EDITOR’S NOTE: For the next several weeks, this column will feature this year’s recipients of the Order of Collingwood.
Barry Manchester’s list of volunteer jobs over the years is lengthy, as is the list of life-long friendships he's formed along the way.
For this week’s edition of People of Collingwood we spoke with Manchester, 68, recipient of the Order of Collingwood.
Q: Where did you grow up?
A: I grew up in the west end of Toronto. My folks had a weekend place in the hills of Creemore, and that was my introduction to the area.
When my fiancee and I (now wife) were deciding where we were going to create our lives, we decided we would look at Collingwood.
My wife and I moved here in March 1986.
Q: What made you choose Collingwood specifically?
A: We both are outdoors lovers and we both love to ski. We like to swim, sail and hike. Collingwood was a perfect choice. It’s a unique location.
Q: What do you do for work?
A: I’m a real estate broker. I’ve worked with Royal LePage for almost 39 years.
Q: Can you summarize your volunteer experience? How did you get started volunteering?
A: We didn’t really know anybody when we first moved here.
My father had said to me that when you move to a new area and don’t know anybody, one of the greatest ways to meet people is through volunteerism.
Because of our love of sports, my wife and I both joined the YMCA. I loved racquetball and we started the racquetball league which turned into a fabulous group of guys and girls. I ended up becoming an instructor there.
I sat on the board of directors for many years at the YMCA.
In 1986, I also co-founded the Royal LePage Charity Ski Day with a coworker. That has become a major fundraiser. It’s been running continuously for 38 years.
Also in 1986, me and six or eight other similarly-minded local guys set out to start the Collingwood Optimist Club. We obtained our charter. I’m proud to say I’m the charter vice president. It’s become a substantial club supporting local children.
Q: Can you tell me about your work with the Collingwood Ski Club?
A: It was our club of choice because we love Blue Mountain. We met a lot more people. Our kids grew up there.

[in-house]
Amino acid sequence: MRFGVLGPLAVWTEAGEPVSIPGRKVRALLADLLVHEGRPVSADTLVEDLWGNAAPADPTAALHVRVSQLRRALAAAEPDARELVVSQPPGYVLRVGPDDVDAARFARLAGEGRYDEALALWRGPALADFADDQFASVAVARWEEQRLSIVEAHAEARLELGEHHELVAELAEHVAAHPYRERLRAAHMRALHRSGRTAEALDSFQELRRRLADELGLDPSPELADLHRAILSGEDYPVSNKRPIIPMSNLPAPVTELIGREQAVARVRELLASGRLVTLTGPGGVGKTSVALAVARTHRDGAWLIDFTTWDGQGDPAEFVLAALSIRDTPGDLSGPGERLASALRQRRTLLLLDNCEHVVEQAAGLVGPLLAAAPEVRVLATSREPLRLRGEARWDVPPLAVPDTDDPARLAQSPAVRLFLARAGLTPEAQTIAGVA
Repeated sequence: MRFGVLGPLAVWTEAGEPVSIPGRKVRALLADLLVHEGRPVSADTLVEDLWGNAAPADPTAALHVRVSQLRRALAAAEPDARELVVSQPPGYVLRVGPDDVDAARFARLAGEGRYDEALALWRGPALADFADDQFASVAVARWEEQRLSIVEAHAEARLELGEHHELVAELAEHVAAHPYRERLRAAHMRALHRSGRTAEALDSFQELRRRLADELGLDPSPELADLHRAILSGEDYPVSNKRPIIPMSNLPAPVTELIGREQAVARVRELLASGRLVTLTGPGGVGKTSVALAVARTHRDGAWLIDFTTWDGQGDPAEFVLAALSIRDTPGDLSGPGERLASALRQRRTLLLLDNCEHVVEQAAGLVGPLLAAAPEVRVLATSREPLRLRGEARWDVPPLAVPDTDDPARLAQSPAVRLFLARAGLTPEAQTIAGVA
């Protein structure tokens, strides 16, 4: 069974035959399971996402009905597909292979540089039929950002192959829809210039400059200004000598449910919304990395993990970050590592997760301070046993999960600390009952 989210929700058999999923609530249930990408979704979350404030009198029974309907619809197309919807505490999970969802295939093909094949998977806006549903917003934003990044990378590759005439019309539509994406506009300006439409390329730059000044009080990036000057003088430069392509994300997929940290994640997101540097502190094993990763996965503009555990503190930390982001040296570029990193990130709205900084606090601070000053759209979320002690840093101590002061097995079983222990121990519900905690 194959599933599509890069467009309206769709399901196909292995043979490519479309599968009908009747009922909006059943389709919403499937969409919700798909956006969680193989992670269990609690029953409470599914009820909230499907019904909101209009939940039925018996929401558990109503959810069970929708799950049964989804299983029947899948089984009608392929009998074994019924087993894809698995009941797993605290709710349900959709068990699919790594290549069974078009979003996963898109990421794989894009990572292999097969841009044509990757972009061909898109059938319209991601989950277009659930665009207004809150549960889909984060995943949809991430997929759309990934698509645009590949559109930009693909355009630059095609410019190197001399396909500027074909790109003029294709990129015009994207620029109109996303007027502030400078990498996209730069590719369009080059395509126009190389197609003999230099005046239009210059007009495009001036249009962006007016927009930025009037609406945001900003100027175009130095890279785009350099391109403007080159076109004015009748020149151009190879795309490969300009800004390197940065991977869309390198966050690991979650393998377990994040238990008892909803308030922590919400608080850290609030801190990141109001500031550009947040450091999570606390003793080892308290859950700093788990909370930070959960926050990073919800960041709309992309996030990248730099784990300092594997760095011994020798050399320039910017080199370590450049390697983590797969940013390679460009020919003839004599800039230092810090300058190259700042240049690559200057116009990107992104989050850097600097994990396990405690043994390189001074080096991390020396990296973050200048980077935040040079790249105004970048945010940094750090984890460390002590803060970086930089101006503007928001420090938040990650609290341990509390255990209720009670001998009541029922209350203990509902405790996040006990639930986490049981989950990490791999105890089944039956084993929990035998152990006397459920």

The natural progression for me was to join the board of directors. I’ve sat in numerous positions, including president.
I volunteered with the FIS ski races at Blue Mountain as chief steward. I had 25 to 30 volunteers who worked with me for on- and off-hill safety for the racers.
I’m also a big believer in donating blood. I recently made my 75th donation.
I’m an associate director at the Great Northern Exhibition as well.
Q: You’ve done work for the Georgian Triangle Humane Society (GTHS). How did you get involved there?
A: My daughter used to work for them. She was the head of placement.
We have had dogs and rescues and when she became an employee, it became one of my favourite charities. They got to know me, and I got to know them.
They were looking for a piece of land for the new Regional Centre for Pets and People with certain parameters, and I happened to have a client who was potentially interested in selling.
We brokered that deal between my client and the GTHS.
We’re hoping they’ll be putting a shovel in the ground this year.
Q: Is there a specific reason you choose to volunteer your time in this way?
A: We love Collingwood. It’s been very good for me professionally. We raised our kids here. I was just raised that way – that volunteerism is extremely rewarding.
It’s a learning experience and I think it’s the right thing to do. It’s very important. More people should volunteer.
We’ve been busy and we’ve enjoyed it.
Q: How did you feel when you heard you were going to be getting the Order of Collingwood?
A: It’s a huge honour.
The first thing I said to my wife is I don’t expect recognition when it comes to these types of things because it’s rewarding and it’s a natural thing we do.
I knew the majority of the other nominees. Sheila Stewart (winner of the companion to the Order of Collingwood) was a nurse and she actually delivered our first child.
It’s a great group of people. We’ve formed a lot of solid friendships through volunteerism. Moving to Collingwood was a prudent move.
Q: What are your hobbies?
A: One of my favourites is riding my bike. I got rid of my road bike a few years ago and got more of a beachy-type bike. I like to go and cruise the Collingwood shoreline.
We’re still avid skiers.
We’re lucky enough to live on acreage and I like snowshoeing. I open-water swim in Georgian Bay. It’s a highlight for me.
We do canoe camping and I kayak the Beaver Valley River.
Because of my business, I tell people I’m living the lifestyle that I’m selling.
Q: What does the future hold for you?
A: I envision being a little more involved at the GNE. I think the fall fair is a real jewel in this area.
I’m one foot out the door professionally.
I should have more time.
I have a friend who does work with volunteers at the hospital. I expect I will probably be working with her before too much longer.
Q: Is there anything else you’d like people in Collingwood to know about you?
A: I thank Collingwood for their acceptance.
We are cognizant on a regular basis how fortunate we are to have moved up here. As a result, we have created some fabulous friendships.
It’s a magnificent area.
For our feature People of Collingwood, we speak with interesting people who are either from or are contributing to the Collingwood community in some way, letting them tell their own stories in their own words. This feature runs on CollingwoodToday every weekend. If you’d like to nominate or suggest someone to be featured in People of Collingwood, email [email protected].